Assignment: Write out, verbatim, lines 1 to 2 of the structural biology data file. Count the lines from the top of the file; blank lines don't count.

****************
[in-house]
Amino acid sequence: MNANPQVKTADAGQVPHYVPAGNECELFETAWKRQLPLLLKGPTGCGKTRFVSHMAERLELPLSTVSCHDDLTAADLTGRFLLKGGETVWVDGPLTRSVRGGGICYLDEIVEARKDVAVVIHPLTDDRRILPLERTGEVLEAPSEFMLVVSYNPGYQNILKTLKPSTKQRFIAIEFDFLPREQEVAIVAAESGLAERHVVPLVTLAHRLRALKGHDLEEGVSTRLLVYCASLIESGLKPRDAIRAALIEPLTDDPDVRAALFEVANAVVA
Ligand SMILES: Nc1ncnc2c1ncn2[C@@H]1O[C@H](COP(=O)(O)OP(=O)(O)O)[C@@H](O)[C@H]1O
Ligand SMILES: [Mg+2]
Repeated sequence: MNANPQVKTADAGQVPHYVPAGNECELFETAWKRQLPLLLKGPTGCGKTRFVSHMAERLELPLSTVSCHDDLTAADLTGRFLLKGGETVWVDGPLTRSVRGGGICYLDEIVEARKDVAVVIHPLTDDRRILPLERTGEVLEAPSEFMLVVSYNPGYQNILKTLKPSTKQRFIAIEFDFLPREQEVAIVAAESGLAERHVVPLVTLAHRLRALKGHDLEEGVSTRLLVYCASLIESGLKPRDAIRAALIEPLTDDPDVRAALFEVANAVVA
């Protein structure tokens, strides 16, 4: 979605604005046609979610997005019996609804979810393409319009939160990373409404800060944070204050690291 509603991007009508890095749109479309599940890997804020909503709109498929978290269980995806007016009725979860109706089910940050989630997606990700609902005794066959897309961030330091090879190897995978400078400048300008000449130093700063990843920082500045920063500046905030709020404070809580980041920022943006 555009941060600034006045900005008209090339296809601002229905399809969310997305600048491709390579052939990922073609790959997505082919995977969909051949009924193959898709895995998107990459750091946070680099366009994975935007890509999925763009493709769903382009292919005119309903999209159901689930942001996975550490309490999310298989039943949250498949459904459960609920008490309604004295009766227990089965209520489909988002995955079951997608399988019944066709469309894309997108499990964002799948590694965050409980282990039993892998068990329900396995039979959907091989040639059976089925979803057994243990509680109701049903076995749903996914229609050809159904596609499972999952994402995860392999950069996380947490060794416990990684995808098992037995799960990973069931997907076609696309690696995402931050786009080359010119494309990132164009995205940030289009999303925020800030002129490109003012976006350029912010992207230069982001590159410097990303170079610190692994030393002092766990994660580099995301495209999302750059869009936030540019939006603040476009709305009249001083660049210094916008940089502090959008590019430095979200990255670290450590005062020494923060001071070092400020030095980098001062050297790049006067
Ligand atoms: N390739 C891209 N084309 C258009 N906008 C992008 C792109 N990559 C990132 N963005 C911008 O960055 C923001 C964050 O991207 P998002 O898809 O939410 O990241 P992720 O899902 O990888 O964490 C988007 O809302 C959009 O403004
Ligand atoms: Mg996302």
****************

[in-house]
Amino acid sequence: MNANPQVKTADAGQVPHYVPAGNECELFETAWKRQLPLLLKGPTGCGKTRFVSHMAERLELPLSTVSCHDDLTAADLTGRFLLKGGETVWVDGPLTRSVRGGGICYLDEIVEARKDVAVVIHPLTDDRRILPLERTGEVLEAPSEFMLVVSYNPGYQNILKTLKPSTKQRFIAIEFDFLPREQEVAIVAAESGLAERHVVPLVTLAHRLRALKGHDLEEGVSTRLLVYCASLIESGLKPRDAIRAALIEPLTDDPDVRAALFEVANAVVA